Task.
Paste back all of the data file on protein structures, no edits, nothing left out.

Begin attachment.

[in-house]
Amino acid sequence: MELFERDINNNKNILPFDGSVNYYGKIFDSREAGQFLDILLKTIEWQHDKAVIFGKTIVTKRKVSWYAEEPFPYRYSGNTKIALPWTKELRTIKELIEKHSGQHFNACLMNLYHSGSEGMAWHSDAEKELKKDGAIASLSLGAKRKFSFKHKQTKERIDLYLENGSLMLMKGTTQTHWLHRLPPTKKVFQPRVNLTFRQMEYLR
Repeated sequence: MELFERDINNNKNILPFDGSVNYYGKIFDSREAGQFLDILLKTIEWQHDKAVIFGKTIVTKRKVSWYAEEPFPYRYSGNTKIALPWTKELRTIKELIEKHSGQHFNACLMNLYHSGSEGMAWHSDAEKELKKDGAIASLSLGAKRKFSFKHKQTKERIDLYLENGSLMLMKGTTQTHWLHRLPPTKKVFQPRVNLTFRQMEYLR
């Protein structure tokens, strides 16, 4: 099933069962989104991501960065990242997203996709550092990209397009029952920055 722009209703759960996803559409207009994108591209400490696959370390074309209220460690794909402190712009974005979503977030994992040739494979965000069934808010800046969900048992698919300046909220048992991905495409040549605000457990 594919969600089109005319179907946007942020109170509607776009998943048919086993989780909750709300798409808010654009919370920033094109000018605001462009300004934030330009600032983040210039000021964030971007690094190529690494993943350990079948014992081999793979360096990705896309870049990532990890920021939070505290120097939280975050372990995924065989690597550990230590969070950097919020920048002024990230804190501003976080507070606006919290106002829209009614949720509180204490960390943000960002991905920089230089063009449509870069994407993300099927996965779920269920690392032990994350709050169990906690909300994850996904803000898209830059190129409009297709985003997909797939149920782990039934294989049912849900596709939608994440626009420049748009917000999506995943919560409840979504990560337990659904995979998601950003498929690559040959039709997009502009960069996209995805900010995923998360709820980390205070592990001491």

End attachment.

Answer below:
[in-house]
Amino acid sequence: MELFERDINNNKNILPFDGSVNYYGKIFDSREAGQFLDILLKTIEWQHDKAVIFGKTIVTKRKVSWYAEEPFPYRYSGNTKIALPWTKELRTIKELIEKHSGQHFNACLMNLYHSGSEGMAWHSDAEKELKKDGAIASLSLGAKRKFSFKHKQTKERIDLYLENGSLMLMKGTTQTHWLHRLPPTKKVFQPRVNLTFRQMEYLR
Repeated sequence: MELFERDINNNKNILPFDGSVNYYGKIFDSREAGQFLDILLKTIEWQHDKAVIFGKTIVTKRKVSWYAEEPFPYRYSGNTKIALPWTKELRTIKELIEKHSGQHFNACLMNLYHSGSEGMAWHSDAEKELKKDGAIASLSLGAKRKFSFKHKQTKERIDLYLENGSLMLMKGTTQTHWLHRLPPTKKVFQPRVNLTFRQMEYLR
């Protein structure tokens, strides 16, 4: 099933069962989104991501960065990242997203996709550092990209397009029952920055 722009209703759960996803559409207009994108591209400490696959370390074309209220460690794909402190712009974005979503977030994992040739494979965000069934808010800046969900048992698919300046909220048992991905495409040549605000457990 594919969600089109005319179907946007942020109170509607776009998943048919086993989780909750709300798409808010654009919370920033094109000018605001462009300004934030330009600032983040210039000021964030971007690094190529690494993943350990079948014992081999793979360096990705896309870049990532990890920021939070505290120097939280975050372990995924065989690597550990230590969070950097919020920048002024990230804190501003976080507070606006919290106002829209009614949720509180204490960390943000960002991905920089230089063009449509870069994407993300099927996965779920269920690392032990994350709050169990906690909300994850996904803000898209830059190129409009297709985003997909797939149920782990039934294989049912849900596709939608994440626009420049748009917000999506995943919560409840979504990560337990659904995979998601950003498929690559040959039709997009502009960069996209995805900010995923998360709820980390205070592990001491």